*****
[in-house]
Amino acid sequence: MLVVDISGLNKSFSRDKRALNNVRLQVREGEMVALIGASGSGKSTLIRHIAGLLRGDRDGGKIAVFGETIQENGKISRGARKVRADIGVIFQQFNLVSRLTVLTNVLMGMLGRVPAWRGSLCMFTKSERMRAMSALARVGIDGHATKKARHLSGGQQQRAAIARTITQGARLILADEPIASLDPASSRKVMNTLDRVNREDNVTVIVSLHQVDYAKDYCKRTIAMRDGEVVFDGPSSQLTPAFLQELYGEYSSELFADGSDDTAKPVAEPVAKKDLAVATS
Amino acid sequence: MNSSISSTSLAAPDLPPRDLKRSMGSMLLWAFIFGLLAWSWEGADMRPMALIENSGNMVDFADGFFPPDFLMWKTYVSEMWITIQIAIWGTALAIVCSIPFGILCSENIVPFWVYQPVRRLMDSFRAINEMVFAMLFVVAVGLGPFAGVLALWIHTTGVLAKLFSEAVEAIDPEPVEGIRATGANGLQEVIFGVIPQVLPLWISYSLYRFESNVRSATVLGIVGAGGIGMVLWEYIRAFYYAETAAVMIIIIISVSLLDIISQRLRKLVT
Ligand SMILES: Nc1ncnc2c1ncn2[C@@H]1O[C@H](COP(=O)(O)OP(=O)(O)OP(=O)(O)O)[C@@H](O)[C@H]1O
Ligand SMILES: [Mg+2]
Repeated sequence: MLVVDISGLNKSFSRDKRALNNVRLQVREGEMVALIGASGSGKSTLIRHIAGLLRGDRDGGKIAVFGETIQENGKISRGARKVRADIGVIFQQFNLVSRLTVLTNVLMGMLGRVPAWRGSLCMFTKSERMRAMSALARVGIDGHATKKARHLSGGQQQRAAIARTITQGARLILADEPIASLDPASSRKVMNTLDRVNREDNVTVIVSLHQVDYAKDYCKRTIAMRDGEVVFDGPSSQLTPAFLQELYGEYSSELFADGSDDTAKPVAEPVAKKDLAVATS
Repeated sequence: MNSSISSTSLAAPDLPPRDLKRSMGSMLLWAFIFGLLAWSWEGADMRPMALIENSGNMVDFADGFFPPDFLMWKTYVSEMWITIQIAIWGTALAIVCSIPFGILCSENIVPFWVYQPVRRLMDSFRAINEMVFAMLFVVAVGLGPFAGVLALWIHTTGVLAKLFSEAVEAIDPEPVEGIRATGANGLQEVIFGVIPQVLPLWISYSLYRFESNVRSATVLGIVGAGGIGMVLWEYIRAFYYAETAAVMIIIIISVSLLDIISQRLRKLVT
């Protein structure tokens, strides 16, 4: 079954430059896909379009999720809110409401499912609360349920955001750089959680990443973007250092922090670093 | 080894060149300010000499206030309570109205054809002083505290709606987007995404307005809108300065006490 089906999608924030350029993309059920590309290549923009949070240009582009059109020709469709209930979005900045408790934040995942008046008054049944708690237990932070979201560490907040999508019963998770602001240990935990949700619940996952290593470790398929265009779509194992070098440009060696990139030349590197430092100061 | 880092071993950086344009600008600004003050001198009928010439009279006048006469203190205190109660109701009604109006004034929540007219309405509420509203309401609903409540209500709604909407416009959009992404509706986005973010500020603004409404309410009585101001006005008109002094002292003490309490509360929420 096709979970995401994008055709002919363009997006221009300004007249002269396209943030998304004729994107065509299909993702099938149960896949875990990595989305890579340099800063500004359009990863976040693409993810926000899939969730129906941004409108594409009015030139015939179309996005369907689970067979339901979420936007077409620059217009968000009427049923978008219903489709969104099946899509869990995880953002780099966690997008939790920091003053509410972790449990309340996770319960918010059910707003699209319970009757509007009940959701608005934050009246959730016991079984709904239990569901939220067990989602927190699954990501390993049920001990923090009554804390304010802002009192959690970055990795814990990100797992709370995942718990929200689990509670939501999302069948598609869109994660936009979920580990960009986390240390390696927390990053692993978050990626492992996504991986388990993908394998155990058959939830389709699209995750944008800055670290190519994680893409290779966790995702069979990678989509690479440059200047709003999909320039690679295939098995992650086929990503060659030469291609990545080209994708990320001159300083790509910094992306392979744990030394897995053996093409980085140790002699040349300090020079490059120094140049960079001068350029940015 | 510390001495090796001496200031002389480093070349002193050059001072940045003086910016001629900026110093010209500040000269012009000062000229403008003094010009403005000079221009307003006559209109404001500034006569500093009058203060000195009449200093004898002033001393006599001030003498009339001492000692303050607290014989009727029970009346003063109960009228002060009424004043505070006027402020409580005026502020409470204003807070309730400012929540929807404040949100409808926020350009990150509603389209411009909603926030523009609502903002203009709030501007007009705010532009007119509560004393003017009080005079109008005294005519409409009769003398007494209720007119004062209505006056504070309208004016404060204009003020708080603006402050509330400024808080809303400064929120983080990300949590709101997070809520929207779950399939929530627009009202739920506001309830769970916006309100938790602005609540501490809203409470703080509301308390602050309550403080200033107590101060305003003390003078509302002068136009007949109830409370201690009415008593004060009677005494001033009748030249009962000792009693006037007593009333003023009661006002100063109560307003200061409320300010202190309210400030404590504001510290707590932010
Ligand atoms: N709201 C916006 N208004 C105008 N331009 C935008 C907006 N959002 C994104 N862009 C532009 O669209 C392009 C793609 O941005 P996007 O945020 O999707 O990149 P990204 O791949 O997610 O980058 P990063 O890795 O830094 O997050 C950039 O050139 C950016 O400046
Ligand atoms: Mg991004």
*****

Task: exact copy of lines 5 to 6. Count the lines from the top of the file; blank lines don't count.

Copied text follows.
Ligand SMILES: [Mg+2]
Repeated sequence: MLVVDISGLNKSFSRDKRALNNVRLQVREGEMVALIGASGSGKSTLIRHIAGLLRGDRDGGKIAVFGETIQENGKISRGARKVRADIGVIFQQFNLVSRLTVLTNVLMGMLGRVPAWRGSLCMFTKSERMRAMSALARVGIDGHATKKARHLSGGQQQRAAIARTITQGARLILADEPIASLDPASSRKVMNTLDRVNREDNVTVIVSLHQVDYAKDYCKRTIAMRDGEVVFDGPSSQLTPAFLQELYGEYSSELFADGSDDTAKPVAEPVAKKDLAVATS